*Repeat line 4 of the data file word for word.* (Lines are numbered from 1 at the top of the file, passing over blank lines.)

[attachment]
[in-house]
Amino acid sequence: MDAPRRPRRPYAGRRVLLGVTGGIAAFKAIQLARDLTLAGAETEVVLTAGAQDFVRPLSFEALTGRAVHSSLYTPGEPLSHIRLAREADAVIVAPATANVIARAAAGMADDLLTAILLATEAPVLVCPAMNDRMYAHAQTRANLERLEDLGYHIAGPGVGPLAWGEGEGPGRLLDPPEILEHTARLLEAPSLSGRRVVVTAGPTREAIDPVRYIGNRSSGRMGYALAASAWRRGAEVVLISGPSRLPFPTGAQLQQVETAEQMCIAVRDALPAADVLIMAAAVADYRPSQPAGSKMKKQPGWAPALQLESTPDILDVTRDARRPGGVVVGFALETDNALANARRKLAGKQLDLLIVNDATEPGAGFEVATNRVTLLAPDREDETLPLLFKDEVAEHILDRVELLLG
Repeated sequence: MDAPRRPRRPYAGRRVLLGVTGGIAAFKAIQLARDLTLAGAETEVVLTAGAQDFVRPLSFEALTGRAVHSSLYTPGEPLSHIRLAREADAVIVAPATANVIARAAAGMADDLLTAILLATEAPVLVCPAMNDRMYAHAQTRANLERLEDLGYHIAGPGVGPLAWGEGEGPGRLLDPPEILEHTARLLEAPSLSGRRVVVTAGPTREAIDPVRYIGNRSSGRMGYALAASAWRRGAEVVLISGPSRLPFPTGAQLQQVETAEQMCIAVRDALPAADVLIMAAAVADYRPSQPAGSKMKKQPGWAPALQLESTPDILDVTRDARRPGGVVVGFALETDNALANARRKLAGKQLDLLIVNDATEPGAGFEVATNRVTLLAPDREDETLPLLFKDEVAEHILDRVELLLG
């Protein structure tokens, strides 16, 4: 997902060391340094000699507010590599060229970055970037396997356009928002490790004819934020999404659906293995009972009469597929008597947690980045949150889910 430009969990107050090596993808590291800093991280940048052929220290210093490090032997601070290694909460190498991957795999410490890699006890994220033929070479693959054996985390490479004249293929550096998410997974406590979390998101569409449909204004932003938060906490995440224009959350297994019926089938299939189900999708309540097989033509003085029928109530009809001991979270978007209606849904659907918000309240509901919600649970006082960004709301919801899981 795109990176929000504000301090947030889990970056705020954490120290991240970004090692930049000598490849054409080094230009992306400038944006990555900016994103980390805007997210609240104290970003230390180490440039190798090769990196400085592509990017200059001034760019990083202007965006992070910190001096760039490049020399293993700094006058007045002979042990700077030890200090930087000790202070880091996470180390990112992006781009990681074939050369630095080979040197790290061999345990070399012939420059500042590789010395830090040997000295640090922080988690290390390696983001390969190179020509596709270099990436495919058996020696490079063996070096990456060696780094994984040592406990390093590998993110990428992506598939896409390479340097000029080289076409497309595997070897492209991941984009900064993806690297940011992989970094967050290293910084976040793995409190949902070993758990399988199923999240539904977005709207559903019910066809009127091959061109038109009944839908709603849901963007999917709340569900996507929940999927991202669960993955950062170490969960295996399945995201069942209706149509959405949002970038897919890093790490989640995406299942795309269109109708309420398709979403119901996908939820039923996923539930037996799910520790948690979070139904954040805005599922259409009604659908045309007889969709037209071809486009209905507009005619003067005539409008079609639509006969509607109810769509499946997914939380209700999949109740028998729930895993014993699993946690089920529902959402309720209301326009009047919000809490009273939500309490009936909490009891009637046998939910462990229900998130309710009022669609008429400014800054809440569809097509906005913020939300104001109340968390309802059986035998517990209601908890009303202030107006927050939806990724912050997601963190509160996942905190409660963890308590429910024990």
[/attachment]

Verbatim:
């Protein structure tokens, strides 16, 4: 997902060391340094000699507010590599060229970055970037396997356009928002490790004819934020999404659906293995009972009469597929008597947690980045949150889910 430009969990107050090596993808590291800093991280940048052929220290210093490090032997601070290694909460190498991957795999410490890699006890994220033929070479693959054996985390490479004249293929550096998410997974406590979390998101569409449909204004932003938060906490995440224009959350297994019926089938299939189900999708309540097989033509003085029928109530009809001991979270978007209606849904659907918000309240509901919600649970006082960004709301919801899981 795109990176929000504000301090947030889990970056705020954490120290991240970004090692930049000598490849054409080094230009992306400038944006990555900016994103980390805007997210609240104290970003230390180490440039190798090769990196400085592509990017200059001034760019990083202007965006992070910190001096760039490049020399293993700094006058007045002979042990700077030890200090930087000790202070880091996470180390990112992006781009990681074939050369630095080979040197790290061999345990070399012939420059500042590789010395830090040997000295640090922080988690290390390696983001390969190179020509596709270099990436495919058996020696490079063996070096990456060696780094994984040592406990390093590998993110990428992506598939896409390479340097000029080289076409497309595997070897492209991941984009900064993806690297940011992989970094967050290293910084976040793995409190949902070993758990399988199923999240539904977005709207559903019910066809009127091959061109038109009944839908709603849901963007999917709340569900996507929940999927991202669960993955950062170490969960295996399945995201069942209706149509959405949002970038897919890093790490989640995406299942795309269109109708309420398709979403119901996908939820039923996923539930037996799910520790948690979070139904954040805005599922259409009604659908045309007889969709037209071809486009209905507009005619003067005539409008079609639509006969509607109810769509499946997914939380209700999949109740028998729930895993014993699993946690089920529902959402309720209301326009009047919000809490009273939500309490009936909490009891009637046998939910462990229900998130309710009022669609008429400014800054809440569809097509906005913020939300104001109340968390309802059986035998517990209601908890009303202030107006927050939806990724912050997601963190509160996942905190409660963890308590429910024990």